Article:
Alaska moves to prosecute witness in Ted Stevens trial

ANCHORAGE — Alaska’s attorney general is again seeking an explanation from the U.S. Department of Justice on why it did not file child exploitation charges against a businessman who testified in the corruption trial of the late U.S. Sen. Ted Stevens.

Alaska Attorney General Craig Richards on Friday announced he has formally asked U.S. Attorney General Loretta Lynch for permission to prosecute Bill Allen or explain why the state’s request has been denied. He said there’s a lingering sense that justice has not been served.

“The ball got dropped,” he said at a press conference.

Allen was the head of an oil field service company at the center of a federal investigation of corruption in Alaska politics. He testified in three trials, including the trial against Stevens, the longest-serving Republican senator in history, who was charged with failing to report gifts.

The jury verdict against Stevens was eventually set aside and the indictment dismissed amid charges of prosecutorial conduct. By then, Stevens had lost his re-election bid. Stevens died in a plane crash in 2010.

Allen pleaded guilty to bribery and other charges.

Richards said federal and Alaska investigators found evidence that Allen violated the federal Mann Act by transporting an underage prostitute across state lines, from Seattle to Anchorage, for sexual purposes.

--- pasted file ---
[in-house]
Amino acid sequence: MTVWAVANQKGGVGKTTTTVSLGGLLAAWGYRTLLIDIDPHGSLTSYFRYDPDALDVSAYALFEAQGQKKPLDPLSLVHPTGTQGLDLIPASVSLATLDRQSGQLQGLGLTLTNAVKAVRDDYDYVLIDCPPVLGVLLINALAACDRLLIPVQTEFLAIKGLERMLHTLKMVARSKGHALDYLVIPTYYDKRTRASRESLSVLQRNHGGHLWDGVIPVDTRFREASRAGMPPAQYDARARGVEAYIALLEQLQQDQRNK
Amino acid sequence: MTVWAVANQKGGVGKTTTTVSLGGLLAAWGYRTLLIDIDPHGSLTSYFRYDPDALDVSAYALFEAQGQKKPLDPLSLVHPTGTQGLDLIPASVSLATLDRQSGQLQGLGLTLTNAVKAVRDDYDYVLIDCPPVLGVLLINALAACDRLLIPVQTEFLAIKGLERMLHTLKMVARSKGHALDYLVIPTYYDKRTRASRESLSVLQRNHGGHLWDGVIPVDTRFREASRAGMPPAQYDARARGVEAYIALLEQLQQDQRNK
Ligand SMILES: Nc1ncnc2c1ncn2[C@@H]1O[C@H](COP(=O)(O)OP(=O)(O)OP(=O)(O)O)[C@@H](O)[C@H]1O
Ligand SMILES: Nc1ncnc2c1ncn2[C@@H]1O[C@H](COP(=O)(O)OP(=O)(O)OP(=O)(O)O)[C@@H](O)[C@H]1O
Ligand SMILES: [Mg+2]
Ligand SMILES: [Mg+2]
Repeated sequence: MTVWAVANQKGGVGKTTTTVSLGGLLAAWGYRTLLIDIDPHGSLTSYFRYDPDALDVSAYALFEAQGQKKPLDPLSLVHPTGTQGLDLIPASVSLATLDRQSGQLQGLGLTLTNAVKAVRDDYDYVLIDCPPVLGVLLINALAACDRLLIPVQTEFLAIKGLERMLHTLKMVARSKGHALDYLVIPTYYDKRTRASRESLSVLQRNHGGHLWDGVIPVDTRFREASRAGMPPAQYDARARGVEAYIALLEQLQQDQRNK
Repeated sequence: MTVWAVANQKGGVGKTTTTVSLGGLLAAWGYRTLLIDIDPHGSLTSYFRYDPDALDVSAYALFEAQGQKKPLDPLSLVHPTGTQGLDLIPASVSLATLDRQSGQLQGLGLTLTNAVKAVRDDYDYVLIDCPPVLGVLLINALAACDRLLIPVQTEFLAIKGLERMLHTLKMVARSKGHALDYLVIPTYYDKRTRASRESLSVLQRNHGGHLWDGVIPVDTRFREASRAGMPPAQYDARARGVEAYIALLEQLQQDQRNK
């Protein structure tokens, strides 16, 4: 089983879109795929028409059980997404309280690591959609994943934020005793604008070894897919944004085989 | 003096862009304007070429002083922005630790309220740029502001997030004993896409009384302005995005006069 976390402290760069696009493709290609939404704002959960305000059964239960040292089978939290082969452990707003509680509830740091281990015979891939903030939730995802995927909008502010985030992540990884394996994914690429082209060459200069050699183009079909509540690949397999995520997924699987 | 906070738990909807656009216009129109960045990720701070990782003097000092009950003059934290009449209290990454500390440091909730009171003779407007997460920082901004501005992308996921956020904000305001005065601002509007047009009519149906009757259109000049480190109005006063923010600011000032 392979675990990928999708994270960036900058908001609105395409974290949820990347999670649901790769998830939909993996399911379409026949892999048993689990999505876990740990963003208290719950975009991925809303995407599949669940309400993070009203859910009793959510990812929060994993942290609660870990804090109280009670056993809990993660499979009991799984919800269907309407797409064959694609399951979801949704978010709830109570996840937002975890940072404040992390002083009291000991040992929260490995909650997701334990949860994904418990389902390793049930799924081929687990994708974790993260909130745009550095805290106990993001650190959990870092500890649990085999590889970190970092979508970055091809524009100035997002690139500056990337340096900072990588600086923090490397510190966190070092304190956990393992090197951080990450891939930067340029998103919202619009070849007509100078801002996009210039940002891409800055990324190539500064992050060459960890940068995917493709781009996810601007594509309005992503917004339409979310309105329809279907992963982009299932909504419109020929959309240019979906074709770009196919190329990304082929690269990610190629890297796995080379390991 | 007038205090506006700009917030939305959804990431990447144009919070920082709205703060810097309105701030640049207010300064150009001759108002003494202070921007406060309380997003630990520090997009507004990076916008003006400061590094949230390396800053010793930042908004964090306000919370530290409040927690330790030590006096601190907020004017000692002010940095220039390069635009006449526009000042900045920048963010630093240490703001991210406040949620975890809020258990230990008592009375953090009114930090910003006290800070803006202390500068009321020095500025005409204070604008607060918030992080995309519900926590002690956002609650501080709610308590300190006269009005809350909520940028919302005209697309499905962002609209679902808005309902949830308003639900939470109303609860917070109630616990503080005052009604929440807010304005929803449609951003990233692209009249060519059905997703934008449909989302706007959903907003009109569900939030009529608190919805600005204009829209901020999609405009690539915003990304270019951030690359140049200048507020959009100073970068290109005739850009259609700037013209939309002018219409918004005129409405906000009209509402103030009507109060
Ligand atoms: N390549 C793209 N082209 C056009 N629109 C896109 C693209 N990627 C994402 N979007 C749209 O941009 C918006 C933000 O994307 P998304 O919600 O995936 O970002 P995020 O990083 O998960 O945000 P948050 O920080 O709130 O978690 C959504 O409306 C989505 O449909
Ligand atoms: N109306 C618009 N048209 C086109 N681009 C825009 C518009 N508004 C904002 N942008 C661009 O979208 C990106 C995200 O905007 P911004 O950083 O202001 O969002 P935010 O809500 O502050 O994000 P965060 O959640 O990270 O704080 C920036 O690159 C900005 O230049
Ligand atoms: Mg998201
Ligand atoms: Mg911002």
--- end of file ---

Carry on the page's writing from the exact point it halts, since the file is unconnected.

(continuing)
The state twice asked that the Justice Department to allow state prosecutors to prosecute Allen under the federal law and twice was denied, without reasons, Richards said, such as a plea deal for Allen’s testimony in the corruption trials.

A change in the Mann Act allows Alaska to ask again. A revision pushed by U.S. Sen. Dan Sullivan, R-Alaska, and a former state attorney general, said the U.S. attorney general must grant a request by a state attorney general to “cross prosecute” under federal law unless granting that request would “undermine the administration of justice.” Sullivan appeared at the state Department of Law news conference Friday.

If the request is denied, the revised law requires a detailed reason within 60 days.

The young woman, now an adult, sued Allen in 2014 and accused him of sexual assault and emotional distress. The Alaska Dispatch News reported last year that Allen in response to the lawsuit acknowledged a paid relationship with a teenage girl but that she told him she was 19, not 15. His attorney in the case, Paul Stockler, was not immediately available Friday afternoon.

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